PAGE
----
NOAA-20 VIIRS Day/Night Band (0.7 µm), Shortwave Infrared I04 (3.75 µm), Shortwave Infrared M13 (4.05 µm) and Longwave Infrared (11.45 µm) images [click to enlarge]

NOAA-20 VIIRS Day/Night Band (0.7 µm), Shortwave Infrared I04 (3.75 µm), Shortwave Infrared M13 (4.05 µm) and Longwave Infrared (11.45 µm) images [click to enlarge]

NOAA-20 VIIRS Day/Night Band (0.7 µm), Shortwave Infrared I04 (3.75 µm), Shortwave Infrared M13 (4.05 µm) and Longwave Infrared (11.45 µm) images (above) showed signatures of the ongoing lava flows from the Lower East Rift Zone of the Kilauea volcano on the Big Island of Hawai’i at 1225 UTC (2:25 am local time) on 18 June 2018.

Note how the central ribbon of hottest lava flow (which continues its active ocean entry) saturated the I04 3.75 µm image, causing a “wrap-around” effect to display cold brightness temperatures (white pixels) — although the M13 4.05 µm band has a lower spatial resolution, it saturates at much higher temperatures, and sensed brightness temperatures in the 480 to 557 K range. The Infrared images also showed evidence of steam clouds flowing southward over the adjacent offshore waters.

A webcam image from near Kapoho (PGcam) around the time of the NOAA-20 VIIRS images is shown below. The active Fissure 8 is near the center of the image.

Webcam image from near Kapoho [click to enlarge]

Webcam image from near Kapoho [click to enlarge]

VIIRS imagery and webcam capture courtesy of William Straka (CIMSS).

Lava flow from Kilauea in Hawai’i

June 6th, 2018 |

GOES-15 Shortwave Infrared (3.9 µm) images, with hourly plots of surface reports [click to play MP4 animation]

GOES-15 Shortwave Infrared (3.9 µm) images, with hourly plots of surface reports [click to play MP4 animation]

The Kilauea volcano on the Big Island of Hawai’i continued to be active into early June 2018 — and GOES-15 (GOES-West) Shortwave Infrared (3.9 µm) imagery (above) showed the thermal anomaly or “hot spot” (black to yellow to red enhancement) associated with lava flows from active fissures in the East Rift Zone on 06 June.

GOES-15 Visible (0.63 µm) images (below) showed clouds of steam from the East Rift Zone drifting to the south-southwest; a hazy plume of volcanic fog or “vog” was also evident, which was being transported farther to the southwest by the northeasterly trade wind flow.

GOES-15 Visible (0.63 µm) images, with hourly plots of surface reports [click to play MP4 animation]

GOES-15 Visible (0.63 µm) images, with hourly plots of surface reports [click to play MP4 animation]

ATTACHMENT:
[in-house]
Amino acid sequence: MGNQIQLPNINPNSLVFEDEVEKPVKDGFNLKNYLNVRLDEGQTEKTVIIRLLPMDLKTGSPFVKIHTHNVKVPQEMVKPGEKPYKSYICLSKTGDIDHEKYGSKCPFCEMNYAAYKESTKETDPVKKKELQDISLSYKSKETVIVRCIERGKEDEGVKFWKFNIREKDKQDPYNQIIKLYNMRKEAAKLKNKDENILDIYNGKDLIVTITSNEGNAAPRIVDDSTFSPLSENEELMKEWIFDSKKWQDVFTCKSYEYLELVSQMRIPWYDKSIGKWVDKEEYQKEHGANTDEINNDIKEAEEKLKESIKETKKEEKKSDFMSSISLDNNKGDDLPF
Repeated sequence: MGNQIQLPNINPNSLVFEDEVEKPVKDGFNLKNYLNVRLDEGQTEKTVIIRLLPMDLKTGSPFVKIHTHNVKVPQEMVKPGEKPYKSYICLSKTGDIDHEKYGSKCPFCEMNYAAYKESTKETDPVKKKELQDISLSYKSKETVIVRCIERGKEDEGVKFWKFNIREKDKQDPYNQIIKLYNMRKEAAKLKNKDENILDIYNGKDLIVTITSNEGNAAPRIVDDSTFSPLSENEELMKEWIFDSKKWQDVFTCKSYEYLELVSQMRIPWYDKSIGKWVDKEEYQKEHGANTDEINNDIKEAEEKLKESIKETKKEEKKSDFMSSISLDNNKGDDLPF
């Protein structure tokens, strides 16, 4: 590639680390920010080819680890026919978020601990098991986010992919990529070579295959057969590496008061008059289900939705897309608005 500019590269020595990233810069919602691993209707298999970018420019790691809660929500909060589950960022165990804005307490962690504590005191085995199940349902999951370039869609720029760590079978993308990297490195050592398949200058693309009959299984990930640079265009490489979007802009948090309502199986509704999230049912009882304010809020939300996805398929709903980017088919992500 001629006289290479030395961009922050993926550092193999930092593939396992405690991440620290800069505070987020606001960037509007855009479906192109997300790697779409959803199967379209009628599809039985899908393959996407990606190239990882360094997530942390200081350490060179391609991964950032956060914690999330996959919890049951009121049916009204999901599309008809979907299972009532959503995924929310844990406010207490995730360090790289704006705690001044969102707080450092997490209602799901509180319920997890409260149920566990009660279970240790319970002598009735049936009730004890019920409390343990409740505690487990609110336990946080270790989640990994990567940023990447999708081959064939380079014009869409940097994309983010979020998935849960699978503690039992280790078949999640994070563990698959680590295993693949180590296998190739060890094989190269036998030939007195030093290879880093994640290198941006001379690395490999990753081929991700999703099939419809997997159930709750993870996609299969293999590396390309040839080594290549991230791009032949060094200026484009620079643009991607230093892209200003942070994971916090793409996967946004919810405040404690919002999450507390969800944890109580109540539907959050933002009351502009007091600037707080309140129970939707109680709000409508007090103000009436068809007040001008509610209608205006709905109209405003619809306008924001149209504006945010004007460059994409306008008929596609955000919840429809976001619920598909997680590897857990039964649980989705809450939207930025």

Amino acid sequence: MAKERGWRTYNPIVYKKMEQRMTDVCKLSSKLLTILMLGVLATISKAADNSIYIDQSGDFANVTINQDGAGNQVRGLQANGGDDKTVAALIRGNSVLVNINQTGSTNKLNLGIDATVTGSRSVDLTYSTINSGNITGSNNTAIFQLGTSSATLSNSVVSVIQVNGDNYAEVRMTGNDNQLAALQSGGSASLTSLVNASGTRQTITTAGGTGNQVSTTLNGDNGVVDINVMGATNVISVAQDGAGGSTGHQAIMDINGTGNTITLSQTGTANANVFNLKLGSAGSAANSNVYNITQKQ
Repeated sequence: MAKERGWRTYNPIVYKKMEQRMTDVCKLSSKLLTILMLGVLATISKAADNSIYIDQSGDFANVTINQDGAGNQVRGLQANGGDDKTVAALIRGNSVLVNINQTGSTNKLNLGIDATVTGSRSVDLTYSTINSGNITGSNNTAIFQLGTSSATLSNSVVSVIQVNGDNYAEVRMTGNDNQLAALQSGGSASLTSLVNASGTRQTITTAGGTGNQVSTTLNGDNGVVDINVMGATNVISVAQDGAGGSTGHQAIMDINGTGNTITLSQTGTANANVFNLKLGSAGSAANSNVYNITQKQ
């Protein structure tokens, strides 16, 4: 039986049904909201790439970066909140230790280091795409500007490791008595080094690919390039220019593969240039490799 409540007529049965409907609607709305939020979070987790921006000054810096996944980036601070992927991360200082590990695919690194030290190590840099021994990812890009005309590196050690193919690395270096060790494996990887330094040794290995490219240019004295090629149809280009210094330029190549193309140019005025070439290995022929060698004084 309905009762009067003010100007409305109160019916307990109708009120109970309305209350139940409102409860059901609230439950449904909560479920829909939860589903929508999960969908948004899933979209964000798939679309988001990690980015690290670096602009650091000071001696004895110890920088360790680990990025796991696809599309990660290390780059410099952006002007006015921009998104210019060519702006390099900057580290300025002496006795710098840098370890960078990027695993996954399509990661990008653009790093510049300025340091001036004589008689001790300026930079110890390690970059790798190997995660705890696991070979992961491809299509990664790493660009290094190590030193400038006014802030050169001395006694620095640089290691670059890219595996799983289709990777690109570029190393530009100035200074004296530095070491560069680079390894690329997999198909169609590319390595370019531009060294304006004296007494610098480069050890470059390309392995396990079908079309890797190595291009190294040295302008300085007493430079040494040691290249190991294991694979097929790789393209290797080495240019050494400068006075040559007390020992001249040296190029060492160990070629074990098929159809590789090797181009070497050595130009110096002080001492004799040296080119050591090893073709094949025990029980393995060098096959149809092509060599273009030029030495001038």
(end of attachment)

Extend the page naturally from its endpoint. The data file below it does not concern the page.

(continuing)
A Suomi NPP VIIRS Visible (0.64 µm) image at 2307 UTC (below) showed clear skies over Kapoho on the eastern tip of the Big Island, with steam plumes from the active East Rift Zone fissures flowing southwestward.

Suomi NPP VIIRS Visible (0.64 µm) image [click to enlarge]

Suomi NPP VIIRS Visible (0.64 µm) image [click to enlarge]

The corresponding VIIRS Shortwave Infrared (3.74 µm) image (below) helped to discriminate between the hot brightness temperatures of recent (and old) lava flows and the cooler brightness temperatures exhibited by regions of vegetation.

Suomi NPP VIIRS Shortwave Infrared (3.74 µm) image [click to enlarge]

Suomi NPP VIIRS Shortwave Infrared (3.74 µm) image [click to enlarge]

A closer look at the Kilauea East Rift Zone (below) provided a detailed view of the recent lava flow and active fissures, including the lava field that entered and covered Kapoho Bay a few days earlier. Note the appearance of numerous multi-colored pixels in the center of the lava field — the 3.74 µm I04 band detectors on the VIIRS instrument saturate around 385 K, so the hottest lava features which exceeded that brightness temperature threshold ended up being displayed as cold pixels (the so-called “wrap-around” effect). There is a Moderate-resolution M13 band (4.05 µm) on VIIRS which saturates at a much hotter 700 K; while it is a lower spatial resolution (750 meters, vs 375 meters for the I04 band), the M13 band can be useful for sampling the actual temperature of very hot features such as lava flows or wildfires.

Suomi NPP VIIRS Shortwave Infrared (3.74 µm) image [click to enlarge]

Suomi NPP VIIRS Shortwave Infrared (3.74 µm) image [click to enlarge]

Thanks to Jordan Gerth (CIMSS) and Eric Lau (NWS Pacific Region Headquarters) for providing the VIIRS imagery for this case.

Update: This link shows Landsat-8 and Sentinel-2 imagery before and after the Kapoho Bay lava flow.